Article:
3 CRS-3 Rules and Administration Committees in the Senate, other House and Senate committees may exert influence over budget process changes affecting their legislative interests. Changes in the budget process may take the form of freestanding legislation (e.g., the Line Item Veto Act) or may be incorporated into other budgetary legislation, such as acts raising the debt limit (e.g., the 1985 Balanced Budget Act) or implementing reconciliation instructions (e.g., the BEA of 1990). Budget process changes also may be included in the annual budget resolution or other House and Senate resolutions. Selected Budget Process Reform Proposals Among the various budget process reform proposals currently under discussion, many pertain to categories such as the restoration of the statutory discretionary spending limits and the pay-as-you-go (PAYGO) requirement, the congressional budget resolution and reconciliation, the annual appropriations process, and budget concepts. These and other categories of reform are discussed separately below. Restoration of Discretionary Spending Limits and PAYGO Requirement. For FY1991 through FY2002, federal budget legislation was constrained by statutory limits on discretionary spending and a PAYGO requirement for direct spending (sometimes referred to as mandatory spending) and revenue legislation. Both of these budget constraints were established by the BEA of 1990, which amended the Balanced Budget and Emergency Deficit Control Act of The discretionary spending limits and the PAYGO requirement were enforced by sequestration, a process by which violations were remedied by automatic, across-the-board spending cuts. These statutory budget constraints were extended in 1993 and 1997, but effectively expired at the end of FY2002 (i.e., September 30, 2002). For the last several years, there has been considerable interest in restoring the BEA procedures beyond FY2002, possibly with significant modification. Many Members of Congress, as well as outside observers, agree that the budget enforcement mechanisms associated with the BEA promoted fiscal discipline throughout the 1990s, and contributed to the federal government achieving a unified budget surplus in FY1998 the first in almost 30 years. With the return of deficits, some have argued for restoring such fiscal discipline mechanisms. Two of the major issues in this area are the duration of any new discretionary spending limits and whether the PAYGO requirement should apply to both revenue and direct spending legislation, or instead be confined to just direct spending legislation. In the past, the discretionary spending limits covered a five-year time frame and were adjusted from time to time. Eventually, the limits became quite out of sync with actual spending policy, so much so that they were regarded as unrealistic, leading to practices which undermined enforcement. Some argue that restricting the renewal of the discretionary spending limits to a shorter time frame, such as two years, would be more likely to yield realistic, workable enforcement. President Bush recommended a two-year extension of discretionary spending limits in his FY2004 budget and a five-year extension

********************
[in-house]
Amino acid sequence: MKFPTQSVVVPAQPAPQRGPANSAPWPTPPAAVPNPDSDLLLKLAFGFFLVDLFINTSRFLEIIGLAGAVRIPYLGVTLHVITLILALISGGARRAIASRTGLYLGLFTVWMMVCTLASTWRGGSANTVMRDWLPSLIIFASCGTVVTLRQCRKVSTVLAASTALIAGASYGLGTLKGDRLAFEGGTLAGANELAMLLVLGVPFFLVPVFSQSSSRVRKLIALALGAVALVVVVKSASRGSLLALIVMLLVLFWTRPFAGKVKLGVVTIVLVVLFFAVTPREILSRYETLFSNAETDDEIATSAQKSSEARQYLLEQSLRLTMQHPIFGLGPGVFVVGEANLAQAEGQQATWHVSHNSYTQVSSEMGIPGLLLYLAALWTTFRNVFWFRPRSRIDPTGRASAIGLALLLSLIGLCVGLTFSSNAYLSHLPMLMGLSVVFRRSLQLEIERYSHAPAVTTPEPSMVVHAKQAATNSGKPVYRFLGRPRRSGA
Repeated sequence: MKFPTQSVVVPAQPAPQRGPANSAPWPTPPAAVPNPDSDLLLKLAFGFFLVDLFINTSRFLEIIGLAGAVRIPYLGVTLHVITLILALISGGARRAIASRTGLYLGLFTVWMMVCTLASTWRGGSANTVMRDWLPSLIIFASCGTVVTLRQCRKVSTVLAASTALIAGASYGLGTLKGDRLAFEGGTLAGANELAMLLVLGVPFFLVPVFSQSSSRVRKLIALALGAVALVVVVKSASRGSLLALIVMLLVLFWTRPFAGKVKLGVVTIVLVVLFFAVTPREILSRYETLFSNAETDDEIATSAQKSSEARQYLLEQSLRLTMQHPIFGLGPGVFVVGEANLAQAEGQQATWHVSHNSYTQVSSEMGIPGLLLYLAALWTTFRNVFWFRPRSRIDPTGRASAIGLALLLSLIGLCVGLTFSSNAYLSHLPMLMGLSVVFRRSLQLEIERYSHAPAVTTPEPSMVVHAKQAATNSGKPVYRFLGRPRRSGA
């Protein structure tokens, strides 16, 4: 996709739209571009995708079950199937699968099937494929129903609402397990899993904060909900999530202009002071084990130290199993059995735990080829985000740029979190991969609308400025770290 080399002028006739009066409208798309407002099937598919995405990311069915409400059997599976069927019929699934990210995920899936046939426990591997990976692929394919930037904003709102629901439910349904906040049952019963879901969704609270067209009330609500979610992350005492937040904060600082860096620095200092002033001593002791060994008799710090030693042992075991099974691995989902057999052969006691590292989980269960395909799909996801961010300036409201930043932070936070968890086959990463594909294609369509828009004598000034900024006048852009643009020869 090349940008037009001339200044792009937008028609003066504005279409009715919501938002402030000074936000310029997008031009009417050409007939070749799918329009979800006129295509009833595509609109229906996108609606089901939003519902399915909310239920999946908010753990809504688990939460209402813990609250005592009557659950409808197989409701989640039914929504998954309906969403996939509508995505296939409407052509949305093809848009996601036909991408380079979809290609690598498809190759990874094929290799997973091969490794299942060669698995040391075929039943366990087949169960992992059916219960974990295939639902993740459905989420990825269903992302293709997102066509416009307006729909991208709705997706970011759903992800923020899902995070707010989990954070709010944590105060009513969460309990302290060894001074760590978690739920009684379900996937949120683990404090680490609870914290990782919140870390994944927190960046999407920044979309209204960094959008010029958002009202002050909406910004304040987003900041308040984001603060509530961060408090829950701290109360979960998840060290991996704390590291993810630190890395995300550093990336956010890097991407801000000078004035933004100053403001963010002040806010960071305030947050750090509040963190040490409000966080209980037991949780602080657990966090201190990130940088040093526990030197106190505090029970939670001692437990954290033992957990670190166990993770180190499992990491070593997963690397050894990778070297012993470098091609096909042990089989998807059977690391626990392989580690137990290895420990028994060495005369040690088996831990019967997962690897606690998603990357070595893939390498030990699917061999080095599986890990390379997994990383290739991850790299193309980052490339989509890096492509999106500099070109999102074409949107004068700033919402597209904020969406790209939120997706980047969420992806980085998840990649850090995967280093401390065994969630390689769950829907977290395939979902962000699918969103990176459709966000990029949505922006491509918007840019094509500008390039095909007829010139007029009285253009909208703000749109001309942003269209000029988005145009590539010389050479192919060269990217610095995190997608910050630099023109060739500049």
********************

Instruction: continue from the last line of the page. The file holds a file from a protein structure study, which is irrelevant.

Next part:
4 CRS-4 in his FY2005 budget. 6 In addition, he recommended that the PAYGO requirement be reestablished, but that it apply only to direct spending legislation and not revenue legislation. Some have countered that restricting the PAYGO requirement to the spending side of the budget could hamper overall efforts to contend with projected large deficits. On March 19, 2004, the House Budget Committee reported H.R (H.Rept ), the Spending Control Act of 2004, a measure restoring discretionary spending limits and a PAYGO requirement (applicable only to direct spending) for FY2005-FY2009. The House considered H.R. 4663, a revised version of H.R. 3973, on June 24, defeating it by a vote of Amendments dealing with various topics in budget process reform were considered; two were agreed to and the remainder were rejected or withdrawn. Congressional Budget Resolution and Reconciliation. The Congressional Budget Act of 1974 requires the House and Senate to adopt a budget resolution each year, setting forth aggregate spending and revenue levels, and spending levels by major functional categories, for at least five fiscal years. The budget resolution, which is a concurrent resolution and therefore does not become law, provides an overall budget plan that guides congressional action on individual spending, revenue, and debt-limit measures. The 1974 act includes an optional reconciliation procedure that provides for the development and consideration of revenue, spending, and debt-limit legislation to carry out budget resolution policies; enforcement of budget resolution policies also occurs by means of various points of order that may be raised on the floor. Budget resolutions and reconciliation measures are considered under expedited procedures in both chambers. Some Members of Congress, as well as the President, have argued that the budget resolution would be more effective in enforcing budget policy by making it a joint resolution requiring the President s approval. A joint budget resolution would directly involve the President in congressional actions on the budget early in the process. If the President and Congress reach an impasse on a joint budget resolution, however, some are concerned that action on spending and revenue bills may be significantly delayed. The expedited features applicable to the consideration of budget resolutions and reconciliation measures are a particular concern in the Senate, which often operates under extended debate, where legislation may be considered without constraints on debate time or the offering of nongermane amendments. Limits on debate time sometimes lead to a situation referred to as vote-arama, where the Senate considers and disposes of many amendments after official debate time has expired. Some Senators have proposed various solutions to the vote-arama problem so that they have better opportunities to understand the content of amendments and to debate them adequately. The Senate also expedites reconciliation legislation by a device known as the Byrd rule (which is Section 313 of the 1974 act). Under the Byrd rule, which prohibits the inclusion of extraneous matter in reconciliation legislation, a Senator may raise a point of order against a provision that meets any of the six definitions of extraneous matter specified in the 1974 act. While the Byrd rule has been very effective in excluding 6 President Bush s proposals in this regard, and on other budget process matters, are set forth in the Budget of the United States Government, Fiscal Year 2005, Analytical Perspectives, Chapter 14, pp